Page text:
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"There are no new ideas. There are only new ways of making them felt."
- Audre Lorde, a poet who wasn't the first person to have this idea
The idea that there are no new ideas isn't a new idea at all. In fact, it's a pretty old one, and its veracity can be seen in the games industry too. Critics like to pooh-pooh the unoriginality of over-the-top, repetitive franchises that spawn unlimited uninspired sequels and rip-off clones. But is taking notes from great ideas of the past always a bad thing?
Hardly. In fact, we've found that some of the best new titles are appealing precisely because they took advantage of and improved on great ideas from the past. Read on to find out why some of the best upcoming and recently released titles might give you an unexpected case of déjà vu.
It feels like it's been a bazillion years in the making, but even after all that time we still want to play Will Wright's Spore. From its flexible customization options, which will enable you to build freaky creatures and humping aliens - to its YouTube-friendly sharing features and built-in comic book creator, Spore looks like an all encompassing videogame equivalent of web 2.0.
Above: Spore's robust Creature Creator gives players an incredible amount of freedom to customize their world. That is allBut Spore wasn't conceived in a vacuum. In a lecture at GDC 2006, Wright said he wanted Spore to be an "homage to all [his] favorite strategy games." After seeing and playing it, we think it's much more than that. Wright mixes a variety of elements from traditional game genres into the primordial soup of Spore, and references an eclectic mix of influences.
Every phase of the game has been likened to an important classic. Pac-Man, Diablo, Populous, SimCity, The Sims, Sid Meier's Civilization, and even the board game Risk, have all been referenced by Wright while talking about Spore. Think about that when you're tooling around with the Creature Creator options in Spore.
Somewhere along the line, we forgot that there was something to be said for games that punished you with unfair difficulty levels and laughed at your frustration every time you died. Enter Geometry Wars: Retro Evolved and its sequel. These titles are unapologetically hard. Like many arcade classics, the only constant in Geometry Wars is that you will die a lot and won't be satisfied until you play (and die again) in the pursuit of a higher top score.
Above: Blasting through swarms of enemies in claustrophobic spaces still feels as great today as it did over 20 years ago
But the idea of throwing ridiculous amounts of enemies at a lone player to the point of impossibility isn't new by any means. Nor is the game's over-the-top camera or the way it allows you to control your character's movement and the direction of your bullets independently. Both can be traced back to Smash T.V., which can in turn be traced back to Robotron: 2084, which can also be linked to Asteroids.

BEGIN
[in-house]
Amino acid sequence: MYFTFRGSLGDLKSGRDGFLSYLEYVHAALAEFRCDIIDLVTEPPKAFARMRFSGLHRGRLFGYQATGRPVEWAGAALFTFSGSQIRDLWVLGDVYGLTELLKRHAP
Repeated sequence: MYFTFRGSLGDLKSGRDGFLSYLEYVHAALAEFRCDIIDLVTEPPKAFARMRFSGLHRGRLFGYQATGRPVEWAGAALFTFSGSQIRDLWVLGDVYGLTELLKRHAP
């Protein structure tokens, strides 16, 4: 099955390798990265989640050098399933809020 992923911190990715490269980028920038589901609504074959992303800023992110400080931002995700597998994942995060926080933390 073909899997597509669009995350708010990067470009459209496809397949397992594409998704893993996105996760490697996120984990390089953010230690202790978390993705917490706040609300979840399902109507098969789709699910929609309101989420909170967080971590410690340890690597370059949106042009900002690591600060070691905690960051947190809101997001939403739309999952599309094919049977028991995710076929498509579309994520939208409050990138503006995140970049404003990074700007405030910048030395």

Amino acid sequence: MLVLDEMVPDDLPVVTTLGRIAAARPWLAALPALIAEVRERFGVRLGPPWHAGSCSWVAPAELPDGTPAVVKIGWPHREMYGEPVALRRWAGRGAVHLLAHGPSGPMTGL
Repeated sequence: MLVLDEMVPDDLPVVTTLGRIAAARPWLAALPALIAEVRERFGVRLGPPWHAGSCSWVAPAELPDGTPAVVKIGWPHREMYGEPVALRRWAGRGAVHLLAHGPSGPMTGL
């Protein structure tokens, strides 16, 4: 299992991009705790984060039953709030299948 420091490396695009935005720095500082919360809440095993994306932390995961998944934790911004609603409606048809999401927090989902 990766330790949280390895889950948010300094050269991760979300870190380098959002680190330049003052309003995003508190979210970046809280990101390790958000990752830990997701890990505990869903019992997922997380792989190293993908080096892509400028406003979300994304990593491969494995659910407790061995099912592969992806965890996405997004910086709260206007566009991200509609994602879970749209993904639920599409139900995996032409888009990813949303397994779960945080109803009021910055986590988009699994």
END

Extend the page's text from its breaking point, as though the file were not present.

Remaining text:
We're eager to get our hands on Gas Powered Games' Demigod, partially because just about every preview we've seen (and published), likens the RTS/RPG to one of the best mods ever created, Defense of the Ancients for Warcraft III.
Like Defense of the Ancients, Demigod will put you and your opponents in control of ultra powerful RTS hero units, which will be instrumental in turning the tide in epic battles filled with waves of units crashing against each other. And like Defense of the Ancients, Demigod will reward you with new skills and powerful artifacts as you level up from smashing through hordes of enemy pawns as you vie for control of the map.
Above: We're hoping that Demigod will help introduce the competitive RTS/RPG elements seen in Defense of the Ancients to the masses
But even though it's great fun, Defense of the Ancients is still a mod for a game that's over six years old and has one of the most hateful and elitist communities on the web. From what we've seen so far, it looks like Demigod may be able to bring Defense of the Ancients' great gameplay to the masses with better graphics, slicker features and hopefully, a community that won't bite your head off if it's your first time playing.
Of course, older games aren't the only things that influence new ones. In an interview on 1UP, Mirror's Edge's senior producer, Owen O'Brien, credited the film Run Lola Run and writer Joss Whedon as influences on the game. Mix in some parkour movements for added flair, and you've got one of the most unique first-person titles anyone has seen in quite some time.
Above: Like Lola, Faith will be doing a lot of running
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